WILSON: It’s the deliberate attempt to weaponize our institutions for partisan political gain as particularly the Labor Party has done, where they refer people to the Australian Federal Police, the investigations go nowhere, they get the headline which says that they’ve been referred to the Federal Police, but they never get – no member of parliament then gets the clearance where there’s the article that says, “It went nowhere,” which is what happened. And what we want to stop doing is having institutions that weaponize and breed distrust in the political process for purely partisan political gain, particularly by the Labor Party and, of course, the chief and most frequent culprit of that is the Opposition Shadow Attorney-General Mark Dreyfus, who literally uses referral to the AFP like a kind of dodgy doctor notepad for scripts, and sends them off willy-nilly every five minutes, because he thinks that’s the job of the Federal Police.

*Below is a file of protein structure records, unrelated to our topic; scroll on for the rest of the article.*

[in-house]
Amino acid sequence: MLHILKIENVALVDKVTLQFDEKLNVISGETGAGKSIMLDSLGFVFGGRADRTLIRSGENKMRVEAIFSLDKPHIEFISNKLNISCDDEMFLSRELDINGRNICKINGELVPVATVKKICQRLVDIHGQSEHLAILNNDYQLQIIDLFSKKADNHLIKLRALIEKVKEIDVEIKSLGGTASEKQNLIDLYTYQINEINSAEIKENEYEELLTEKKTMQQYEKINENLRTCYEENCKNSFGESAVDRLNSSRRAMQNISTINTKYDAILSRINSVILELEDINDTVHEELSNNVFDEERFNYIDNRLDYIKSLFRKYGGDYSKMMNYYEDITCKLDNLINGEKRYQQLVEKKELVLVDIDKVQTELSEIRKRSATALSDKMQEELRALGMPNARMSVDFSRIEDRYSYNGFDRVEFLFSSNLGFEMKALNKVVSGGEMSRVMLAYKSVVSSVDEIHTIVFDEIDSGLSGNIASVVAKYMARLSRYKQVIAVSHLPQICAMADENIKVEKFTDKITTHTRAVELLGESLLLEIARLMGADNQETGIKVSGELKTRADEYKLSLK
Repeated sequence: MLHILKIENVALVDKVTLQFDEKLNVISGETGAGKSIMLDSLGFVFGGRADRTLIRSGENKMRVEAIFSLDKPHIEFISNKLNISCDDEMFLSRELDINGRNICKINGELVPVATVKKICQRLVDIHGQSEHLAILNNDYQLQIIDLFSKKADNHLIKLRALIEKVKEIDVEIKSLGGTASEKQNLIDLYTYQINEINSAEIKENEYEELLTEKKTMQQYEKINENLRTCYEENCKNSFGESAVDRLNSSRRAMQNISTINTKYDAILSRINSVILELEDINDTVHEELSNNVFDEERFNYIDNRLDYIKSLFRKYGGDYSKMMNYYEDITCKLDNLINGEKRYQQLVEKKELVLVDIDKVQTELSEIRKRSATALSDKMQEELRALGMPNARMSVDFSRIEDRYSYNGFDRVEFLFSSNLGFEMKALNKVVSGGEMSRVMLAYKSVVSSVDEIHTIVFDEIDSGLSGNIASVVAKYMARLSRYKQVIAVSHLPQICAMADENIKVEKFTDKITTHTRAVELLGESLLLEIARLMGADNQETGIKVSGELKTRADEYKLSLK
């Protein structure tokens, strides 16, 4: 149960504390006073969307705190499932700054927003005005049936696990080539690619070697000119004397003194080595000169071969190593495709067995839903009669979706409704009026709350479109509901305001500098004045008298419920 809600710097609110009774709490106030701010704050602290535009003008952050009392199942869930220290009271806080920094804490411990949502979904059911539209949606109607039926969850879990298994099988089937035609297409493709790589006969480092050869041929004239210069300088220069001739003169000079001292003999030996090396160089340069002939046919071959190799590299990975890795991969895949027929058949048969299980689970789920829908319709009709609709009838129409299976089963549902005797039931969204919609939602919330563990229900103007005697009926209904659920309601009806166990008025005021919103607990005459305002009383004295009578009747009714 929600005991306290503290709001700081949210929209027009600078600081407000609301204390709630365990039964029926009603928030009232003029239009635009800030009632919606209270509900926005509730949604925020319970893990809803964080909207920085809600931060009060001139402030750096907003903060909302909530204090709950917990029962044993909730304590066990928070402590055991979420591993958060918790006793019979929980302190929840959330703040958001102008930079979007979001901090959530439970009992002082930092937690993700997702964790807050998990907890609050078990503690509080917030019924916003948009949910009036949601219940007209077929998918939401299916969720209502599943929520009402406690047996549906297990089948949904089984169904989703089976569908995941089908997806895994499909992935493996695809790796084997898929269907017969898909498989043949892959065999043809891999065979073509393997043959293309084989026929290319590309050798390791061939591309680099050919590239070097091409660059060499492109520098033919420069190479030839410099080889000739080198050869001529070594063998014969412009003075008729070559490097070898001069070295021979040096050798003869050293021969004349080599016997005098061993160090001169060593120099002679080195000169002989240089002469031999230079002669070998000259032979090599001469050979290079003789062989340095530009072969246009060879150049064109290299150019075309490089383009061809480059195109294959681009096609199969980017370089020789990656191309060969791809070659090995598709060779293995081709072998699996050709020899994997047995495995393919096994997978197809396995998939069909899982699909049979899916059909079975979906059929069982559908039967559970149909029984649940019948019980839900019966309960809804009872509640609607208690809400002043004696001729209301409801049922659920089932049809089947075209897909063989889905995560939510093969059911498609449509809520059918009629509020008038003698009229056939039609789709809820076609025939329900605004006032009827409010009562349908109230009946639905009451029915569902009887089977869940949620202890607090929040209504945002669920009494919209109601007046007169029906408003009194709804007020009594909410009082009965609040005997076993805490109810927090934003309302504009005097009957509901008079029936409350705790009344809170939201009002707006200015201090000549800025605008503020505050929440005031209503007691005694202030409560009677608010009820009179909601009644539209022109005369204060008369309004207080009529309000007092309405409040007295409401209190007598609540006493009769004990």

HOST: Labor has rejected the first draft of this bill, demanding that it be tougher. Where do you walk that line? How do you walk that line to ensure that justice is served but at the same time the legal system is not, as Tim said, weaponised against political enemies?